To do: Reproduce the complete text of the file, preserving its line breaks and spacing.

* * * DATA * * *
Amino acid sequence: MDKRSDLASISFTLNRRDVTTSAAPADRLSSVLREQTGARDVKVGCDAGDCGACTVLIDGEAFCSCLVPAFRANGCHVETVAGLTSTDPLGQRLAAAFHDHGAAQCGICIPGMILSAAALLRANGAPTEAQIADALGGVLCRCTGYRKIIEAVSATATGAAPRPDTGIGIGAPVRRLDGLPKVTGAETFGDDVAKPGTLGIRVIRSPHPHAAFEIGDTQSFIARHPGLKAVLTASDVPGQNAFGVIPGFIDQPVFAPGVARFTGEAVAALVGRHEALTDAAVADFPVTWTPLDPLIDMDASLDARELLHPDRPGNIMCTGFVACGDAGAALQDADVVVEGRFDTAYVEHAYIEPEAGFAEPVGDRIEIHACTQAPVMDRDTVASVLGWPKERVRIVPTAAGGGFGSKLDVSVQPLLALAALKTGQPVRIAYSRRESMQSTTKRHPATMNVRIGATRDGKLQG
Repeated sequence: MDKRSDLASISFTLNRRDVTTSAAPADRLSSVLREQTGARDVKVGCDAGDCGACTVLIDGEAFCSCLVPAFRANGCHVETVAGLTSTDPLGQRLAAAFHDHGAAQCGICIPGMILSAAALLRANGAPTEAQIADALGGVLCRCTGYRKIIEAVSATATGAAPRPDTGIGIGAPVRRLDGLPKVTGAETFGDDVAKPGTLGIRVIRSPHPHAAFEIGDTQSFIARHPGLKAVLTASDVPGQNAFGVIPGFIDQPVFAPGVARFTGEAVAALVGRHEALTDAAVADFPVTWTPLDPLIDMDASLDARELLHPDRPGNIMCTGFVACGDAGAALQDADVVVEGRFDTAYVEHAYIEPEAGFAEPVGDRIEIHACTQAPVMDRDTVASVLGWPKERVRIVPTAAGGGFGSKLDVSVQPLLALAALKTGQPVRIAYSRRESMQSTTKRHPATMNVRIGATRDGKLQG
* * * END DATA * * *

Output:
Amino acid sequence: MDKRSDLASISFTLNRRDVTTSAAPADRLSSVLREQTGARDVKVGCDAGDCGACTVLIDGEAFCSCLVPAFRANGCHVETVAGLTSTDPLGQRLAAAFHDHGAAQCGICIPGMILSAAALLRANGAPTEAQIADALGGVLCRCTGYRKIIEAVSATATGAAPRPDTGIGIGAPVRRLDGLPKVTGAETFGDDVAKPGTLGIRVIRSPHPHAAFEIGDTQSFIARHPGLKAVLTASDVPGQNAFGVIPGFIDQPVFAPGVARFTGEAVAALVGRHEALTDAAVADFPVTWTPLDPLIDMDASLDARELLHPDRPGNIMCTGFVACGDAGAALQDADVVVEGRFDTAYVEHAYIEPEAGFAEPVGDRIEIHACTQAPVMDRDTVASVLGWPKERVRIVPTAAGGGFGSKLDVSVQPLLALAALKTGQPVRIAYSRRESMQSTTKRHPATMNVRIGATRDGKLQG
Repeated sequence: MDKRSDLASISFTLNRRDVTTSAAPADRLSSVLREQTGARDVKVGCDAGDCGACTVLIDGEAFCSCLVPAFRANGCHVETVAGLTSTDPLGQRLAAAFHDHGAAQCGICIPGMILSAAALLRANGAPTEAQIADALGGVLCRCTGYRKIIEAVSATATGAAPRPDTGIGIGAPVRRLDGLPKVTGAETFGDDVAKPGTLGIRVIRSPHPHAAFEIGDTQSFIARHPGLKAVLTASDVPGQNAFGVIPGFIDQPVFAPGVARFTGEAVAALVGRHEALTDAAVADFPVTWTPLDPLIDMDASLDARELLHPDRPGNIMCTGFVACGDAGAALQDADVVVEGRFDTAYVEHAYIEPEAGFAEPVGDRIEIHACTQAPVMDRDTVASVLGWPKERVRIVPTAAGGGFGSKLDVSVQPLLALAALKTGQPVRIAYSRRESMQSTTKRHPATMNVRIGATRDGKLQG